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Martin LeFevre on Meditation

I hadn't heard of Martin LeFevre until last night, when I came across several of his articles at the New Zealand web site Scoop. A biographical note describes him as "a contemplative, and non-academic religious and political philosopher." In his writing, LeFevre comprehends and conveys the essence of meditation. Here's an excerpt from his article "A New Theory of Human Nature, Pt. 2":

Humans are creatures of words and images, and mediate experience through symbols. In the meditative state however, words fall silent and symbols fall away. In complete awareness, the brain is simply still and awake, and thought assumes its rightful place.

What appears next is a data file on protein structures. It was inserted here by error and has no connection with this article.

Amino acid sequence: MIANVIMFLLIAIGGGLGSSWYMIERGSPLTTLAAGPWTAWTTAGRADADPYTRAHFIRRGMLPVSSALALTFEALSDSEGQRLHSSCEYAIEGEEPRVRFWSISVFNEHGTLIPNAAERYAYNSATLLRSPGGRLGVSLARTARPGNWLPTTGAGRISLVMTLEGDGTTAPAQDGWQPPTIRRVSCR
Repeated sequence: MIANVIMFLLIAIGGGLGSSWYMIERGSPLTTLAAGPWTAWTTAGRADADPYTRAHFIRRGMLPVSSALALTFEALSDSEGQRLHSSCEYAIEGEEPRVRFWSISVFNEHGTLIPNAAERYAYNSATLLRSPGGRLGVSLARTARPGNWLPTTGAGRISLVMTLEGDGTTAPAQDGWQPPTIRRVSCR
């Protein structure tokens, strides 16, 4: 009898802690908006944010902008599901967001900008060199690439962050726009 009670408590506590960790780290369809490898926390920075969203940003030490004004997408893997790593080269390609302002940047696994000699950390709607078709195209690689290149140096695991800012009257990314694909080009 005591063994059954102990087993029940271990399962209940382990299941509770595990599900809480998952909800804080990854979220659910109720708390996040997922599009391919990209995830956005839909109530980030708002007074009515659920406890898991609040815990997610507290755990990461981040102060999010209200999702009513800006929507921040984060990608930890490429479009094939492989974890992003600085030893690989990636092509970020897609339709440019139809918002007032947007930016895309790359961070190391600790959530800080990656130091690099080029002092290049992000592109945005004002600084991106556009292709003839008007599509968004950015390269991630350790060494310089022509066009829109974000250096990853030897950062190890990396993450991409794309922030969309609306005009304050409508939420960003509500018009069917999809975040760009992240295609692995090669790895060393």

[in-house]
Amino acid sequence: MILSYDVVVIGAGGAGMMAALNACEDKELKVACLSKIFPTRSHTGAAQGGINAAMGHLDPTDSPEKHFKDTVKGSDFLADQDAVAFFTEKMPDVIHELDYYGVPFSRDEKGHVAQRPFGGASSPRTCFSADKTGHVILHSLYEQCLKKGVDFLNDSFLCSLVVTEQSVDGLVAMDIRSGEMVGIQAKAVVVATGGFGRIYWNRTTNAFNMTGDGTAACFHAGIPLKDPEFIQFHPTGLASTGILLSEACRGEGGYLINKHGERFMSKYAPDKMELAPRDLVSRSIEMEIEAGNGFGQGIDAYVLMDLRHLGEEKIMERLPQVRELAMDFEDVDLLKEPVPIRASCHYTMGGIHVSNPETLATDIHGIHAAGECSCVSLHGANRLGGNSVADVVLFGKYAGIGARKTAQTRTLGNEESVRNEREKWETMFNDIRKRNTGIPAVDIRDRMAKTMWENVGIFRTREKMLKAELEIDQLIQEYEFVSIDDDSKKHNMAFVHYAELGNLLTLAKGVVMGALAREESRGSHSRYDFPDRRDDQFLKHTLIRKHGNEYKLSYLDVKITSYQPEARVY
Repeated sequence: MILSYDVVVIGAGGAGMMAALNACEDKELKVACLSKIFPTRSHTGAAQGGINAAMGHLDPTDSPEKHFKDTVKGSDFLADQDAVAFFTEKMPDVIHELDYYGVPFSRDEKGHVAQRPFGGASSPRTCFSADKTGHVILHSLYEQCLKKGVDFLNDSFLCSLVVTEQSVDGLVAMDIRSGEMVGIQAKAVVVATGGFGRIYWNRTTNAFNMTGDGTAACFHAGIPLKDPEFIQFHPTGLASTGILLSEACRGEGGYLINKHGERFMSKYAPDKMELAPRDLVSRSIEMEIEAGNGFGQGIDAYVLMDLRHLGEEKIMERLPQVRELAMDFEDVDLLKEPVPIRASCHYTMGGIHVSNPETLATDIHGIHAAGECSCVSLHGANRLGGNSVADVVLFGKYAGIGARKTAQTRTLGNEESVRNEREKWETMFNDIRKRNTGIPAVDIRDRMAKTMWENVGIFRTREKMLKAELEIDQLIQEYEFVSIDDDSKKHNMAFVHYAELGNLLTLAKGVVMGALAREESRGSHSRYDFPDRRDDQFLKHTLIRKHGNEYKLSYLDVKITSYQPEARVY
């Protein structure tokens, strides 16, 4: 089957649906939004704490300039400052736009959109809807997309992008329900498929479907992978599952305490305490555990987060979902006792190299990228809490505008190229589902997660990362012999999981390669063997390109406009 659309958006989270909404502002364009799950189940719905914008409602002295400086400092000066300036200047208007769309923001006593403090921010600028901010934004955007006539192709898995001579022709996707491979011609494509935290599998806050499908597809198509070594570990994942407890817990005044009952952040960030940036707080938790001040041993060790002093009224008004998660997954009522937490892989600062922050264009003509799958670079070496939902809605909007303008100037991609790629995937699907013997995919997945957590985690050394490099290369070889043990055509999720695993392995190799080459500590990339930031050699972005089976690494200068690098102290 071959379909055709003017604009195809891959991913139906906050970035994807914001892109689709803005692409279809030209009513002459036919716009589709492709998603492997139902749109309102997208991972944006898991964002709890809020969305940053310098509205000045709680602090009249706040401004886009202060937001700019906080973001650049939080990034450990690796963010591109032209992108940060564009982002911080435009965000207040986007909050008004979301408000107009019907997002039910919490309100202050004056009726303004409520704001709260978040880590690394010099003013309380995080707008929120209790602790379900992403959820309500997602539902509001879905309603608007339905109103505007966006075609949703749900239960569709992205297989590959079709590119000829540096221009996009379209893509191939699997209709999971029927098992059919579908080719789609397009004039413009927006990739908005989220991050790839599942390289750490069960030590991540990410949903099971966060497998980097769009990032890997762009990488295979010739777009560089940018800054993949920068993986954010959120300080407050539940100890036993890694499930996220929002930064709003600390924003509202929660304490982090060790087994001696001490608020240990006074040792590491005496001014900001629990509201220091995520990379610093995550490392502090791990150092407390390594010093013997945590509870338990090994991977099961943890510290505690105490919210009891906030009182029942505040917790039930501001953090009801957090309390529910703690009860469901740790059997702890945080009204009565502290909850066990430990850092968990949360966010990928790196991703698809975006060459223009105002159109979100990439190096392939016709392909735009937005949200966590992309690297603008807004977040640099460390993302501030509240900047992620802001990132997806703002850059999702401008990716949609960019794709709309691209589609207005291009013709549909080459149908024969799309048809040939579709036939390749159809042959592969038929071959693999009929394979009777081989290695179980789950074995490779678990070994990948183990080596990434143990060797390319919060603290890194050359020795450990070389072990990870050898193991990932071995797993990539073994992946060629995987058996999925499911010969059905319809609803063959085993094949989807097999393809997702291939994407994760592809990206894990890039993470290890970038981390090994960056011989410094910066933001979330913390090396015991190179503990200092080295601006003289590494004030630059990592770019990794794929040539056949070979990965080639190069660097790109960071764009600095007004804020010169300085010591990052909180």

That is to say, when the brain becomes deeply aware of and attentive to the movement of thought, undivided observation acts on thought, halting it. The entire cognitive apparatus in the brain falls silent, and remembering, associating, and even recognizing cease. One sees anew, and there is a restoration of innocence in the 'immaculate perception,' which is deeply regenerative to the brain and body.

In awareness, thought can become still, but not because of any effort to silence thought. Notice that any intention to still thought is a product of thought itself. The meditative state is not a goal to be achieved, but is simply the brain resting in an open and aware wholeness.

January 28, 2005 | Meditation | Permalink


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